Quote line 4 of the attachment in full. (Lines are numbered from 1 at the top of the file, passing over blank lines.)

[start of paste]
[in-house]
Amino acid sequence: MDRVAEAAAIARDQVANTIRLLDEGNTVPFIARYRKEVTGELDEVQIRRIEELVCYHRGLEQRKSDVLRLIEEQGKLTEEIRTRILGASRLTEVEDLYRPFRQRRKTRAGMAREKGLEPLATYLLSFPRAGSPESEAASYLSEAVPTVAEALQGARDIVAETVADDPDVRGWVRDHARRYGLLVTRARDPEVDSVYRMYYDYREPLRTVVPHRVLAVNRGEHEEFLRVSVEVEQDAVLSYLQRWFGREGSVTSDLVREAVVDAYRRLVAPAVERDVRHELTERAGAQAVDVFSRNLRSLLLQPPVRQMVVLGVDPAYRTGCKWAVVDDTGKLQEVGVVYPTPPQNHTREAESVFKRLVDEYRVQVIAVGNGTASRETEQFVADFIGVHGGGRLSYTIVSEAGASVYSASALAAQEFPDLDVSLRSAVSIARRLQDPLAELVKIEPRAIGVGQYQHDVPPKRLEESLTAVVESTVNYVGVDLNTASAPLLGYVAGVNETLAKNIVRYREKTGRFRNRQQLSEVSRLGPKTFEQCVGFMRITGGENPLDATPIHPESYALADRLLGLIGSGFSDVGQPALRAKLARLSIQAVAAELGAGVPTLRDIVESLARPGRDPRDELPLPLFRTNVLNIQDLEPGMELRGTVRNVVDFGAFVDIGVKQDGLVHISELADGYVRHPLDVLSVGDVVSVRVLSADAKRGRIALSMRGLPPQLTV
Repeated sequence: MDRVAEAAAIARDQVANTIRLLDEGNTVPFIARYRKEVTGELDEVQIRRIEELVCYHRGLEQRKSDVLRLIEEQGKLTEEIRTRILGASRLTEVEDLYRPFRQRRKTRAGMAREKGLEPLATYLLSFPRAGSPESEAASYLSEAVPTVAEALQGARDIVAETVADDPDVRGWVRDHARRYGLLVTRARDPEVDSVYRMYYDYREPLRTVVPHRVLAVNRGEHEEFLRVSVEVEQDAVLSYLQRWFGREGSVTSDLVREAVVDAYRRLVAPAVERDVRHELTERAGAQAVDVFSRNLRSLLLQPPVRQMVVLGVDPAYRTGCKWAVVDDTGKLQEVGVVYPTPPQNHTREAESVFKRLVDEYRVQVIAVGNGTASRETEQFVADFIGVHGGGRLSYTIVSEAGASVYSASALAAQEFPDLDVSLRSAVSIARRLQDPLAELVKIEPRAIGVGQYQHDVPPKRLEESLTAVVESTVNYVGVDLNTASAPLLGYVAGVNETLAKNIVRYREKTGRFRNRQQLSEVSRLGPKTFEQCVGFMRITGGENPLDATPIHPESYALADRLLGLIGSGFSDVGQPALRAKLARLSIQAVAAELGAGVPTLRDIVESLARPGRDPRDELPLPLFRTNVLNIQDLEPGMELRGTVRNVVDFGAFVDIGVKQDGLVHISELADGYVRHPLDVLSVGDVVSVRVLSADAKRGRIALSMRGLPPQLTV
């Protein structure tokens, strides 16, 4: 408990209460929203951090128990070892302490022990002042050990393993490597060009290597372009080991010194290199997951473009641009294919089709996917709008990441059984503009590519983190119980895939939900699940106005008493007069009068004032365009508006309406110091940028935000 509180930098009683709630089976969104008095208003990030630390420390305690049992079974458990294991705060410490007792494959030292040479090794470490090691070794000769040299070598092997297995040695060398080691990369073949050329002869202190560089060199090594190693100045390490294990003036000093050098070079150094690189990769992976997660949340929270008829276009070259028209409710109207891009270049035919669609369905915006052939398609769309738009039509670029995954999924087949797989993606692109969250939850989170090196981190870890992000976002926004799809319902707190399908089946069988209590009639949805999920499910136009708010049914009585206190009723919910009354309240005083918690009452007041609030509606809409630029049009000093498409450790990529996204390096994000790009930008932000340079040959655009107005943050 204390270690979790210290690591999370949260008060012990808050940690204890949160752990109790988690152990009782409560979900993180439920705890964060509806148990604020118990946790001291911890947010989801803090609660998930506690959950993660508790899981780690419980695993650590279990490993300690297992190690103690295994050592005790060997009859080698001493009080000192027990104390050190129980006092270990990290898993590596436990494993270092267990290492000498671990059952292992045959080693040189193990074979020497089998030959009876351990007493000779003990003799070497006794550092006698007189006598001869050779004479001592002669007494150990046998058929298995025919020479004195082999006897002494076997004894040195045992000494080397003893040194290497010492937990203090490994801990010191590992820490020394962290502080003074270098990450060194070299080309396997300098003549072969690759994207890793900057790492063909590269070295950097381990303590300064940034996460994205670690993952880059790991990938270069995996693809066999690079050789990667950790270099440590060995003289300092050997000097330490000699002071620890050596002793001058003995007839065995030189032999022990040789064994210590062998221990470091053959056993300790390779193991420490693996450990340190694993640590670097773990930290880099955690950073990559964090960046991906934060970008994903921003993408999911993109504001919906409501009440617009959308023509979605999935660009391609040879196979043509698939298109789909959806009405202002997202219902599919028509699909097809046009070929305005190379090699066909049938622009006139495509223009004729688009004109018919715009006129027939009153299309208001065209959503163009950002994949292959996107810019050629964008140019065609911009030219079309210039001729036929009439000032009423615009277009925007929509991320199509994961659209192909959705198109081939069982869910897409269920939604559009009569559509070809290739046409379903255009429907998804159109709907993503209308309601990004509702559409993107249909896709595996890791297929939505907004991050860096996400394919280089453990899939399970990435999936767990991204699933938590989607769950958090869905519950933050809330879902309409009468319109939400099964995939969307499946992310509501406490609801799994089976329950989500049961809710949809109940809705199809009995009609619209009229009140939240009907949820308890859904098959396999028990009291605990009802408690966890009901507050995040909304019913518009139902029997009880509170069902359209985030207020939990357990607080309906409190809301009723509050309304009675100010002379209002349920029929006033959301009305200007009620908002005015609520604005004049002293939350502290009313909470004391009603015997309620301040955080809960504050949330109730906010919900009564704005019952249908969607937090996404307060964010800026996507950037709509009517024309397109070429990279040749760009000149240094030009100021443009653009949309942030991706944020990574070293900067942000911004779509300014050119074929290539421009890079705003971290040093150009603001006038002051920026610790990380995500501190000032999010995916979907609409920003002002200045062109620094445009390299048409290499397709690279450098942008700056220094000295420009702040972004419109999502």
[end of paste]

């Protein structure tokens, strides 16, 4: 408990209460929203951090128990070892302490022990002042050990393993490597060009290597372009080991010194290199997951473009641009294919089709996917709008990441059984503009590519983190119980895939939900699940106005008493007069009068004032365009508006309406110091940028935000 509180930098009683709630089976969104008095208003990030630390420390305690049992079974458990294991705060410490007792494959030292040479090794470490090691070794000769040299070598092997297995040695060398080691990369073949050329002869202190560089060199090594190693100045390490294990003036000093050098070079150094690189990769992976997660949340929270008829276009070259028209409710109207891009270049035919669609369905915006052939398609769309738009039509670029995954999924087949797989993606692109969250939850989170090196981190870890992000976002926004799809319902707190399908089946069988209590009639949805999920499910136009708010049914009585206190009723919910009354309240005083918690009452007041609030509606809409630029049009000093498409450790990529996204390096994000790009930008932000340079040959655009107005943050 204390270690979790210290690591999370949260008060012990808050940690204890949160752990109790988690152990009782409560979900993180439920705890964060509806148990604020118990946790001291911890947010989801803090609660998930506690959950993660508790899981780690419980695993650590279990490993300690297992190690103690295994050592005790060997009859080698001493009080000192027990104390050190129980006092270990990290898993590596436990494993270092267990290492000498671990059952292992045959080693040189193990074979020497089998030959009876351990007493000779003990003799070497006794550092006698007189006598001869050779004479001592002669007494150990046998058929298995025919020479004195082999006897002494076997004894040195045992000494080397003893040194290497010492937990203090490994801990010191590992820490020394962290502080003074270098990450060194070299080309396997300098003549072969690759994207890793900057790492063909590269070295950097381990303590300064940034996460994205670690993952880059790991990938270069995996693809066999690079050789990667950790270099440590060995003289300092050997000097330490000699002071620890050596002793001058003995007839065995030189032999022990040789064994210590062998221990470091053959056993300790390779193991420490693996450990340190694993640590670097773990930290880099955690950073990559964090960046991906934060970008994903921003993408999911993109504001919906409501009440617009959308023509979605999935660009391609040879196979043509698939298109789909959806009405202002997202219902599919028509699909097809046009070929305005190379090699066909049938622009006139495509223009004729688009004109018919715009006129027939009153299309208001065209959503163009950002994949292959996107810019050629964008140019065609911009030219079309210039001729036929009439000032009423615009277009925007929509991320199509994961659209192909959705198109081939069982869910897409269920939604559009009569559509070809290739046409379903255009429907998804159109709907993503209308309601990004509702559409993107249909896709595996890791297929939505907004991050860096996400394919280089453990899939399970990435999936767990991204699933938590989607769950958090869905519950933050809330879902309409009468319109939400099964995939969307499946992310509501406490609801799994089976329950989500049961809710949809109940809705199809009995009609619209009229009140939240009907949820308890859904098959396999028990009291605990009802408690966890009901507050995040909304019913518009139902029997009880509170069902359209985030207020939990357990607080309906409190809301009723509050309304009675100010002379209002349920029929006033959301009305200007009620908002005015609520604005004049002293939350502290009313909470004391009603015997309620301040955080809960504050949330109730906010919900009564704005019952249908969607937090996404307060964010800026996507950037709509009517024309397109070429990279040749760009000149240094030009100021443009653009949309942030991706944020990574070293900067942000911004779509300014050119074929290539421009890079705003971290040093150009603001006038002051920026610790990380995500501190000032999010995916979907609409920003002002200045062109620094445009390299048409290499397709690279450098942008700056220094000295420009702040972004419109999502």